Michael J. Laughlin Sr., 66, died Nov. 11 of stroke complications at Mercy Medical Center in Des Moines. Born in Des Moines, Mike graduated from Dowling Catholic High School, Drake University and Drake University Law School. He practiced law in Des Moines his entire career, most recently with Kuntz and Laughlin, P.C. Aside from work, Mike’s passions were hunting, fishing, the outdoors and outdoor writing, Ducks Unlimited, coaching Little League, his grandchildren, Dowling football and crossword puzzles. He is survived by his sons Robert and Michael, Jr.; their mother, Mary; grandchildren, Jack and Greenlee; brother, Thomas; and numerous nieces, nephews and cousins.

To learn more - contact: Major Matt Dial Iowa Army National Guard Judge Advocate Officer Strength Manager

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Iowa Lawyer December 2010 25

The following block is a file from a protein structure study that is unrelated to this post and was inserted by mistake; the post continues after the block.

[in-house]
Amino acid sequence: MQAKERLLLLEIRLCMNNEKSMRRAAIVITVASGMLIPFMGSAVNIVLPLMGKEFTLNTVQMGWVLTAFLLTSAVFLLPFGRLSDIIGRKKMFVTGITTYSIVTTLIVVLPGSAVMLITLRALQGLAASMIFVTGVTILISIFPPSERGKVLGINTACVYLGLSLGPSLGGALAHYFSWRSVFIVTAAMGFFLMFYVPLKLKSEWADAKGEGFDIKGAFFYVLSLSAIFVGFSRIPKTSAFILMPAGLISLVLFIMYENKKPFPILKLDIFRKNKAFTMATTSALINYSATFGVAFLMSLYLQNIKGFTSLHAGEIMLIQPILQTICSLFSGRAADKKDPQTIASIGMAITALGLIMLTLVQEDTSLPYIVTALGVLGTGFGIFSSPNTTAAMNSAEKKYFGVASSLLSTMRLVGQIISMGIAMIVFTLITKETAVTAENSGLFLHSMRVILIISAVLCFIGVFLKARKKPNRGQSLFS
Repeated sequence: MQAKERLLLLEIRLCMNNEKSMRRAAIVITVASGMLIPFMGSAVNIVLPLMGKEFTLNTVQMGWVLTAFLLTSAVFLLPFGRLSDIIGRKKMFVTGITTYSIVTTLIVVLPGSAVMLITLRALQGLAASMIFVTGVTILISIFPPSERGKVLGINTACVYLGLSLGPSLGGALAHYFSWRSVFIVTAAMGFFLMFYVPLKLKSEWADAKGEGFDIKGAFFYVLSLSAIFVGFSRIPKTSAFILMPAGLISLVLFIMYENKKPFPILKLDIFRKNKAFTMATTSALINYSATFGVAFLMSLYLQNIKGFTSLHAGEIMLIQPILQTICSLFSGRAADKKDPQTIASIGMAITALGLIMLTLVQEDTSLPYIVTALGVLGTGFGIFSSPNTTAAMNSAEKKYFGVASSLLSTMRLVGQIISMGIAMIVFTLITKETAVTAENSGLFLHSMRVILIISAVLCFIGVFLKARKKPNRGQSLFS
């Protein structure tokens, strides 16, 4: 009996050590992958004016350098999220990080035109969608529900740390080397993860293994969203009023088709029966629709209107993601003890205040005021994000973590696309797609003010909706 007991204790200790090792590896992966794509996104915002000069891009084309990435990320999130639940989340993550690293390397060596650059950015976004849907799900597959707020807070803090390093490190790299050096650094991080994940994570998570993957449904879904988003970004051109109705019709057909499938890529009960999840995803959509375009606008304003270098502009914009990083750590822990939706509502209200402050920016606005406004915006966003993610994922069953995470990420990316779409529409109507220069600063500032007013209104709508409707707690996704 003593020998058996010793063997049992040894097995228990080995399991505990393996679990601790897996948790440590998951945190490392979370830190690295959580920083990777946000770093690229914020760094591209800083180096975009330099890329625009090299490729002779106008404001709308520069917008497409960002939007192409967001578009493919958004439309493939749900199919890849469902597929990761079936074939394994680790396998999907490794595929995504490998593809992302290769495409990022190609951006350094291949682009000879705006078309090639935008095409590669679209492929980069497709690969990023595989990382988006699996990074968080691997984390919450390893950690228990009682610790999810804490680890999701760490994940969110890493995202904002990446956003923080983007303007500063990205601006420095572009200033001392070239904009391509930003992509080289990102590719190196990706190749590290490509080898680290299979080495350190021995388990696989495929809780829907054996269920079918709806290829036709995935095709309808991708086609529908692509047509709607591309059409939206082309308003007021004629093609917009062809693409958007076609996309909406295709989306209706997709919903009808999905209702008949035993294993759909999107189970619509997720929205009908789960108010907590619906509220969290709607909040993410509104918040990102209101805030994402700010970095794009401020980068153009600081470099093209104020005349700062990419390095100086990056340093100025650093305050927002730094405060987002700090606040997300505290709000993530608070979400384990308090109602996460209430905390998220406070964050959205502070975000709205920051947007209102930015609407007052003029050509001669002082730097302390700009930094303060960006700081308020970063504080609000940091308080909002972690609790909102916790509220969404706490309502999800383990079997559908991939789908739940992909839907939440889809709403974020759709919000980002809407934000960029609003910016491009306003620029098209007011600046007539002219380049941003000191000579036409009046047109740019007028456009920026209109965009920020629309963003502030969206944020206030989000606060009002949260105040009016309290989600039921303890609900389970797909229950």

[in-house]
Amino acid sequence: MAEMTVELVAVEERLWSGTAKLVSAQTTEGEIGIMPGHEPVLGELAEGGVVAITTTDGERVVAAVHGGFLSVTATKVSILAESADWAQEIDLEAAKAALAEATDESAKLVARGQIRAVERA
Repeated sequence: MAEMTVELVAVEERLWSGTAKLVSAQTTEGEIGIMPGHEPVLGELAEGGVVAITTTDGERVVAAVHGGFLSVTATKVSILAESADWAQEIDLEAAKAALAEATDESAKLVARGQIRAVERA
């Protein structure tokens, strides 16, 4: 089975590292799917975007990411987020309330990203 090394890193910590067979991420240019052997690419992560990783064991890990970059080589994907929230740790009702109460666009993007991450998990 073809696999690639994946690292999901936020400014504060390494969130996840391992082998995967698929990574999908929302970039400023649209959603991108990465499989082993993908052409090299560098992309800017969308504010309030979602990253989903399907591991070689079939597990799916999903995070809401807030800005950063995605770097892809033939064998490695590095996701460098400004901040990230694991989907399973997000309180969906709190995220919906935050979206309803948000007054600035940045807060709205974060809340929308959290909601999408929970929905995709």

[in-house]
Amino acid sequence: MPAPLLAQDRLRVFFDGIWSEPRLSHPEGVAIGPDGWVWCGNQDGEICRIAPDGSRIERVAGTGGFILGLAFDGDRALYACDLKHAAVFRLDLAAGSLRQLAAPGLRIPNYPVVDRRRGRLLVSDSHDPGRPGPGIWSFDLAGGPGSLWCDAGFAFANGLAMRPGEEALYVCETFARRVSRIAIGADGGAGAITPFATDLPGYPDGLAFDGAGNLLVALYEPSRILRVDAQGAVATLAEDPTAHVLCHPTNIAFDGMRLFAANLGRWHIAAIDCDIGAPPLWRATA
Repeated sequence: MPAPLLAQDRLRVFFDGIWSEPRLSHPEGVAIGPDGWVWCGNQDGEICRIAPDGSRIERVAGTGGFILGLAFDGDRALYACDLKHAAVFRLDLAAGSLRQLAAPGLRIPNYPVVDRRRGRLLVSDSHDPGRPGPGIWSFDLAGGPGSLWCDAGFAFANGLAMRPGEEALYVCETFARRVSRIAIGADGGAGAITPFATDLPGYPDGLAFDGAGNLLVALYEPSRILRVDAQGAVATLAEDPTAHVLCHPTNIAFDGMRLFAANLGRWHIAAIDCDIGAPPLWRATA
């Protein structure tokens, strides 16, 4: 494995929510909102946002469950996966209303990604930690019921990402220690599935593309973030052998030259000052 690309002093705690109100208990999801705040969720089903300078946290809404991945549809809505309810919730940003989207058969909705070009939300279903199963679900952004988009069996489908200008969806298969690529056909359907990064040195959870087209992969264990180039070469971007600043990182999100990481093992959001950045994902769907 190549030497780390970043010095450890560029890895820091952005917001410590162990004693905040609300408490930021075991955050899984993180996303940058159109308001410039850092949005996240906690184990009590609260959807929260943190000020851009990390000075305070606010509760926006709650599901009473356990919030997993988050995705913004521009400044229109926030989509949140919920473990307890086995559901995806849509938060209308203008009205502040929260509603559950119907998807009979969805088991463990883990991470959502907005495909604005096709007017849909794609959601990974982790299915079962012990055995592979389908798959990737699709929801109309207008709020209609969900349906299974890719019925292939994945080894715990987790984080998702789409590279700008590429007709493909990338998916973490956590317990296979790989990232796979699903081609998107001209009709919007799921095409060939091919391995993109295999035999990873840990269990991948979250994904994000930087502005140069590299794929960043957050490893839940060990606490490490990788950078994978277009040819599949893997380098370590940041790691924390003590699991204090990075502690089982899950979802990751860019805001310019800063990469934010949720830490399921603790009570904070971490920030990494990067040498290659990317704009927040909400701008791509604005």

Peter Sean Cannon West Des Moines, Iowa Reprimand Supreme Court Order October 15, 2010 The Iowa Supreme Court Attorney Disciplinary Board filed a complaint against Peter Sean Cannon for plagiarizing a brief and reply brief that was filed with the federal bankruptcy court. The Board also alleged that Cannon’s bill was excessive regarding his work on these briefs. The Boa d initiated proceedings again t Cannon all ging th t he plagiarized his briefs to the bankruptcy cou t in violation of Iowa Rules of Professional Cond 8.4(c du l dishonesty, frau c or presentation) 32:3.3(a) (fals tem or law to a tribunal), and sleadi communicati bout the yer s es). With respect to the alleged excessive bill, the board charged Cannon with violating rule 32:1.5(a) (a lawyer shall not collect an unreasonable fee). Cannon ultimately admitted that he plagiarized the briefs but contended that was not his intention and “regretted his error.” The commission found he violated rule 32:8.4(c) by copying page after page of original material. However, the commission found there was insufficient evidence to find Cannon charged an unreasonable fee given the fact that he forgave the fees billed for the briefs, made other financial accommodations for his client by paying for other counsel to be “brought up to